By Nicholas Hodell
Summer camps for high school students hosted by the Walter Cronkite School of Journalism and Mass Communication at Arizona State University have returned to action this year after the coronavirus pandemic forced the cancellation of all three programs last year.
The camps are being conducted virtually through Zoom, a departure from the typical in-person experience that accompanied the camps pre-pandemic.
The Summer Journalism Institute is a selective program that gives students hands-on experience in broadcast and digital journalism. Participants produced newscasts and a variety of multimedia content during the camp, which took place from June 6 to June 18.
The High School Media Innovation Camp, which is ongoing until July 2, is focused on using new technology in journalism. Students experiment with various forms of technology, including augmented and virtual reality as well as the Unity game engine.
The Sports Broadcast Boot Camp, which will take place from July 5 to 16, is a camp exclusively for sports journalism students. Students gain experience in producing sports broadcast packages as well as learn tips on writing and play-by-play broadcasting.
Paola Boivin, director of the Sports Broadcast Boot Camp, said she is very excited for the camp to return after last year’s absence.
“It was really hard not to have that interaction with students last year during the summer,” Boivin said. “It really left a void over the summer.”
Retha Hill, director of the High School Media Innovation Camp, said this year’s camp being done virtually means she can do things that had not been done in the three previous years of the camp.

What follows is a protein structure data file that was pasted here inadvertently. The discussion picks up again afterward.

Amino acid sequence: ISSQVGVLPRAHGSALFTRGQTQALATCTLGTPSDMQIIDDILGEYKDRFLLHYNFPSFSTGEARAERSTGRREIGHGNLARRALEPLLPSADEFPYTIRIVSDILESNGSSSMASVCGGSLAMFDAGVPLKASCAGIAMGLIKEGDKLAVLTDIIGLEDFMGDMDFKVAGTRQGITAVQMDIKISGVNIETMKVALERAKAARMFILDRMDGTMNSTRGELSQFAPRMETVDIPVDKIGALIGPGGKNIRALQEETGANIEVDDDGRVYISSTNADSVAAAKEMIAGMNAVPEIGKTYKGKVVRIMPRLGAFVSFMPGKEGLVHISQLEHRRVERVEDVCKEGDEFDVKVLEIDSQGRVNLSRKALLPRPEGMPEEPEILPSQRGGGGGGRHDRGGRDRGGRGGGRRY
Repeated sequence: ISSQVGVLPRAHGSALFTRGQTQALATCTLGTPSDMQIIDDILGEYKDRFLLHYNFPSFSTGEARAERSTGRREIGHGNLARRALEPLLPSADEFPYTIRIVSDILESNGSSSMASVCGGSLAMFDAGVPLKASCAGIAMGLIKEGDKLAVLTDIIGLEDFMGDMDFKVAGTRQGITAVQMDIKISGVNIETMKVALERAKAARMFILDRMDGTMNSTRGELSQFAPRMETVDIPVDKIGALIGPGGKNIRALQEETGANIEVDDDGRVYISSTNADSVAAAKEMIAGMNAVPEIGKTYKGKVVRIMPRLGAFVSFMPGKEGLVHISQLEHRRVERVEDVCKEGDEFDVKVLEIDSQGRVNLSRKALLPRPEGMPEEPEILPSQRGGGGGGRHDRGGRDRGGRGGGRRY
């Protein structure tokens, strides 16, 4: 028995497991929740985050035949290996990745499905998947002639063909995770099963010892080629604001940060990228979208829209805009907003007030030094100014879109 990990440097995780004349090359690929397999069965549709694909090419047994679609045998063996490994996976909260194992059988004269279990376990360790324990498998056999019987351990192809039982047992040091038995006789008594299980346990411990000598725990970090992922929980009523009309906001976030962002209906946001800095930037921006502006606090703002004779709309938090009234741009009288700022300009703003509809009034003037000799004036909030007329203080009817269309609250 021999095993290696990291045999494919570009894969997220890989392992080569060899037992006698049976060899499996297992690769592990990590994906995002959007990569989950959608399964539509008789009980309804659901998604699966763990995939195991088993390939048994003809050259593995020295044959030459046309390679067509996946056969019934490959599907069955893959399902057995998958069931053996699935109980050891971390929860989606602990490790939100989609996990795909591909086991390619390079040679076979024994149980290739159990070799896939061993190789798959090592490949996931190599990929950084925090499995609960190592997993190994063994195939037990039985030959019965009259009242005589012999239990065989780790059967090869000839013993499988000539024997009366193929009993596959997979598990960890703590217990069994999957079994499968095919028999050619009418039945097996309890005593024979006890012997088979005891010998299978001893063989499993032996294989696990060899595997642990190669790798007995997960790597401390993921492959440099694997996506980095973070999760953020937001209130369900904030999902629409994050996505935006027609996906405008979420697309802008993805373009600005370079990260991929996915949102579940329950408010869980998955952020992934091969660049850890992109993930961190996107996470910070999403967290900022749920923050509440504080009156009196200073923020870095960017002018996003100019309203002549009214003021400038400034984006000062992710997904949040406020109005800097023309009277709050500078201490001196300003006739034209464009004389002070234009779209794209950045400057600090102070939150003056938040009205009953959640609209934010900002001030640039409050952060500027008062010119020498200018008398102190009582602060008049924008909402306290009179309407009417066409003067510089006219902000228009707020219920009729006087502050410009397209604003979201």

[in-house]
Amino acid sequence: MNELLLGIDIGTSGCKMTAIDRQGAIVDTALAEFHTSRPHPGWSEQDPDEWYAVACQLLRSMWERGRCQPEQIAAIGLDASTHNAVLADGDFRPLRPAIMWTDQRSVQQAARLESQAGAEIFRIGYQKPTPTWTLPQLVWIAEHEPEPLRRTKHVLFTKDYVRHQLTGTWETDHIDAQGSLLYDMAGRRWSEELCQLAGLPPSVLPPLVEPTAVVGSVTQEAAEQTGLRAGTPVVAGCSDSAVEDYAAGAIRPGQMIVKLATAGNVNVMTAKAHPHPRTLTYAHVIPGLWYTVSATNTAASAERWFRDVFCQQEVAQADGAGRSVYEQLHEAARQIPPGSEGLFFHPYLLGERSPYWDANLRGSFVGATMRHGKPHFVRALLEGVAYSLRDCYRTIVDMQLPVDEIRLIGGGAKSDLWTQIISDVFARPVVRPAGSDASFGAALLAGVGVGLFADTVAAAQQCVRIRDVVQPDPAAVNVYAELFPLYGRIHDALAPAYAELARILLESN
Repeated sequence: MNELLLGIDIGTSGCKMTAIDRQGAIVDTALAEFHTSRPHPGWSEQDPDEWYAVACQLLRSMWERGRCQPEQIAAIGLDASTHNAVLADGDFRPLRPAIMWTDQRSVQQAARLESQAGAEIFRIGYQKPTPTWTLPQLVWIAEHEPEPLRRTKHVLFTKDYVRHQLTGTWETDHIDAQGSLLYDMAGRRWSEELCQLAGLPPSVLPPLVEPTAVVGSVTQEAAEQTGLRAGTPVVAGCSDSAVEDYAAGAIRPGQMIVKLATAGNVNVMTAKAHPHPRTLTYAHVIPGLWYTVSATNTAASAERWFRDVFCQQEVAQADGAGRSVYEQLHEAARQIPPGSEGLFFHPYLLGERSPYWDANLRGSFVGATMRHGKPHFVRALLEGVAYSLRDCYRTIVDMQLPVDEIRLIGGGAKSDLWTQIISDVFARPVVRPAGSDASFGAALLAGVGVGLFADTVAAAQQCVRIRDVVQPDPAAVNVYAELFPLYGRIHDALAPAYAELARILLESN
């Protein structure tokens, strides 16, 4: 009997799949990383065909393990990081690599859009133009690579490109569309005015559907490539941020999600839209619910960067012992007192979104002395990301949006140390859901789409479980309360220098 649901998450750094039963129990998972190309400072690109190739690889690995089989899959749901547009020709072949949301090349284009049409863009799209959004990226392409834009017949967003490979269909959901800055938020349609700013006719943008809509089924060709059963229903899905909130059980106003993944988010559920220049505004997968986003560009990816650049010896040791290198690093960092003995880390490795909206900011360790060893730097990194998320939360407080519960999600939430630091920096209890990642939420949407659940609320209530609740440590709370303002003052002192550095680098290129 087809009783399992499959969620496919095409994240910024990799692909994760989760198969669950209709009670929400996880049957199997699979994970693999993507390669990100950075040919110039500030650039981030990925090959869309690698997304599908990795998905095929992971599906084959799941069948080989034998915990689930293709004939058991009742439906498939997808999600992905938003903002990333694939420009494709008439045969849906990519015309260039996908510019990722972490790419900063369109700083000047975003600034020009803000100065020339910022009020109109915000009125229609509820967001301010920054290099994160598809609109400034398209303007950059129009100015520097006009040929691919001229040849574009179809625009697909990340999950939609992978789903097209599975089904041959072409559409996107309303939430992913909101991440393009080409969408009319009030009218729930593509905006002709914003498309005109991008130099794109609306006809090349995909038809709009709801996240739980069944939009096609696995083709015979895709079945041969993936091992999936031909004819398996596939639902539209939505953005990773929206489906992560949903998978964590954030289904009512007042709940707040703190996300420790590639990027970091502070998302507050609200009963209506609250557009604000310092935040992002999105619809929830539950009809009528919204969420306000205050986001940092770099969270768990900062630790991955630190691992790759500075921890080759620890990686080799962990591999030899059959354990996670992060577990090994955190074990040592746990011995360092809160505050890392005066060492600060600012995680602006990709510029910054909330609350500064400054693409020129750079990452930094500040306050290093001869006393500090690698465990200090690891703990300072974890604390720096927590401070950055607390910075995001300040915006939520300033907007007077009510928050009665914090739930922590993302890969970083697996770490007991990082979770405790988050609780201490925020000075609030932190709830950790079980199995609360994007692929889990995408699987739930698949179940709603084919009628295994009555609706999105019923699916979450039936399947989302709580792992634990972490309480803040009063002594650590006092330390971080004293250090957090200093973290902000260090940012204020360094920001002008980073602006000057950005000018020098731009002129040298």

“Being able to bring in speakers from other cities is one of the good things about being virtual,” Hill said. “We’ve got Ray Soto who is director of Emerging Technology at the USA Today Network; alum Jayson Chesler, who is currently working in Los Angeles, but who wrote a guide on ethics and immersive media; and Juli James who runs a series news game company and will be zooming in from the Dallas area.
Two of Cronkite’s summer programs are fully funded for participants thanks to generous donations. The Summer Journalism Institute is paid for by the Arizona Broadcasters Association, Tom Chauncey and RIESTER. The High School Media Innovation Camp is paid for by the Arizona Republic’s Media in Education Program.
Brett Kurland, the Cronkite School’s director of strategic initiatives and sports programs, is overseeing all three camps this summer. Kurland said he took part in similar programs as a high school student himself and knows first-hand the value of these experiences.
Kurland said the two programs that are fully funded via donations allow the Cronkite School to include students who may not have the chance to attend such camps.
“It’s opening doors,” Kurland said. “ We are so fortunate to have these incredible donors supporting our camps, enabling us to bring students into these programs, introducing them to journalism, to Cronkite, to ASU, and helping them find a path.”
He said this year’s campers can look forward to excellent content with experienced faculty and professional journalists.
“The camps offer wonderful education on the fundamentals of journalism, of media and technology and of sports journalism,” Kurland said. “Incredible education from across our journalism faculty at Cronkite, experts around the industry, and from visits with newsrooms and newsmakers. Big picture, it’s about igniting and cultivating the passion for journalism in all of its forms.”